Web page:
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Clinical Trial Summary

Background: Standard practice of flushing saline over the patient's secretions following suctioning is similar to pouring water over grease, leading to motivating bacterial colonization and proliferation inside the suctioning circuit (i.e., catheter, tube, and collecting jar), which can then migrate to patient's lung during suctioning procedure causing ventilator-associated pneumonia (VAP). Therefore, flushing this circuit using an appropriate disinfectant to prevent bacterial colonization inside it and thus decreasing pneumonia occurrence has been our crucial investigation idea. Aim: To investigate the effect of suction system flushing with chlorhexidine (CHX) on the occurrence of VAP among mechanically ventilated patients (MVPs). Design: This study adopted a quasi-experimental research design, and a convenience sampling technique was used to recruit 136 patients to conduct this study. Setting: This study was conducted at surgical intensive care units of Mansoura University Emergency Hospital, Egypt. Results: The intervention group patients had a lower incidence of VAP (by 48.12%) compared with the control group. Moreover, the proposed technique was more effective in decreasing the incidence of late-VAP more than early-VAP. Furthermore, CHX reduced the cost of suction system flushing by 75%. Conclusion: Suction system flushing with CHX can significantly reduce the occurrence of VAP among MVPs and reduce the flushing cost. Therefore, this study recommends incorporating CHX into the daily care of MVPs.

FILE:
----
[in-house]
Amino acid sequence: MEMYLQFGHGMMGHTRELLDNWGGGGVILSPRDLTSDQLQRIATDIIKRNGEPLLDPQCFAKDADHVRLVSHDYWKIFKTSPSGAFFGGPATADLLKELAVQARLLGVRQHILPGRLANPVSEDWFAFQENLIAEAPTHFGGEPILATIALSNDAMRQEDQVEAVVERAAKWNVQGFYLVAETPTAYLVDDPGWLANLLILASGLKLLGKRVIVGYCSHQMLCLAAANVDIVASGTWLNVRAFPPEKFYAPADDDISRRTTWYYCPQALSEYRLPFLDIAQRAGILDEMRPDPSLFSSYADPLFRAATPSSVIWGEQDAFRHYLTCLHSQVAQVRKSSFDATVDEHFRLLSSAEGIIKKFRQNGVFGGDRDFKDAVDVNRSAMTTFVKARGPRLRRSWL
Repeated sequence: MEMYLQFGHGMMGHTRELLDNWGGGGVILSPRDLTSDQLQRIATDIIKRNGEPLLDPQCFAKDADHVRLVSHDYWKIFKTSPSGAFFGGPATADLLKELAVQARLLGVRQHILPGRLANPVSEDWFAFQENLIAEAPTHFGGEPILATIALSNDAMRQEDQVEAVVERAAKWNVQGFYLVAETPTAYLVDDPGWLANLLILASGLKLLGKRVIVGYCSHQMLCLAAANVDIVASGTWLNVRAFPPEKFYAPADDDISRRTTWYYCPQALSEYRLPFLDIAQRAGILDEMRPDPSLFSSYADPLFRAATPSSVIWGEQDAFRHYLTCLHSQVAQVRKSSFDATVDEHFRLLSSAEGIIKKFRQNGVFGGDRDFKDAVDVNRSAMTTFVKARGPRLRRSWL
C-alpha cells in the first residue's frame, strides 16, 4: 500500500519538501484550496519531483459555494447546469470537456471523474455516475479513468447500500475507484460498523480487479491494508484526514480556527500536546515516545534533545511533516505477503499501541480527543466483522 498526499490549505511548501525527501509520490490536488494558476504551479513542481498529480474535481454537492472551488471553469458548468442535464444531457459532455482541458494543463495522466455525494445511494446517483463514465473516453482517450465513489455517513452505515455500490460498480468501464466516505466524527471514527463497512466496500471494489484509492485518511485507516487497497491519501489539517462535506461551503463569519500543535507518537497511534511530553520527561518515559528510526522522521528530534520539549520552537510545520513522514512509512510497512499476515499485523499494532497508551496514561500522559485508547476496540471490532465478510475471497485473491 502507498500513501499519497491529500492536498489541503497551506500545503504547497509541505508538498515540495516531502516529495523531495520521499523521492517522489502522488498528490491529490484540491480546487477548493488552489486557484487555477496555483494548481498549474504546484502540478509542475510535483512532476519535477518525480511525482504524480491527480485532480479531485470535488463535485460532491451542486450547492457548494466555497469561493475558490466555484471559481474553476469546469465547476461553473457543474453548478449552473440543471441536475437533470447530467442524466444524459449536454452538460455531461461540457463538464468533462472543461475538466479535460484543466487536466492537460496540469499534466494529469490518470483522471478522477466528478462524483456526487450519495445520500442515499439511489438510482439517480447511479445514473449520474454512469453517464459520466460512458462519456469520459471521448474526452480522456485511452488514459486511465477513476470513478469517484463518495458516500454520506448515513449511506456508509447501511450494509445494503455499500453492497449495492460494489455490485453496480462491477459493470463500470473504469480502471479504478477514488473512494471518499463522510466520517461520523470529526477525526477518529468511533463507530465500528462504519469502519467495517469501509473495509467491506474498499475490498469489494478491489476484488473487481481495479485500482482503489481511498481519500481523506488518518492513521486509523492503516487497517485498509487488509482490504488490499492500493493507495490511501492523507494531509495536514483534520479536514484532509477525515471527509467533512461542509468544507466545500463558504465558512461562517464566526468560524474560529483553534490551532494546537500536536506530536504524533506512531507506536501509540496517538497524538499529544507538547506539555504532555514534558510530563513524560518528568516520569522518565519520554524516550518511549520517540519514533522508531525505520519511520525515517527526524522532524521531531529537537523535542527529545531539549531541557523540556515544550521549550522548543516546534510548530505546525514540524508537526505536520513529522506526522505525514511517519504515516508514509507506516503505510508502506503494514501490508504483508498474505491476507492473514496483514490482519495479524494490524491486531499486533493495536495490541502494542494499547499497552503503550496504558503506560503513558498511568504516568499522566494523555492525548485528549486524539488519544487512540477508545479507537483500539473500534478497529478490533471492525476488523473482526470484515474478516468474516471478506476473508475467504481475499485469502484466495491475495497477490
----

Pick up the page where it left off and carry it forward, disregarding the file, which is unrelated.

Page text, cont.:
Clinical Trial Description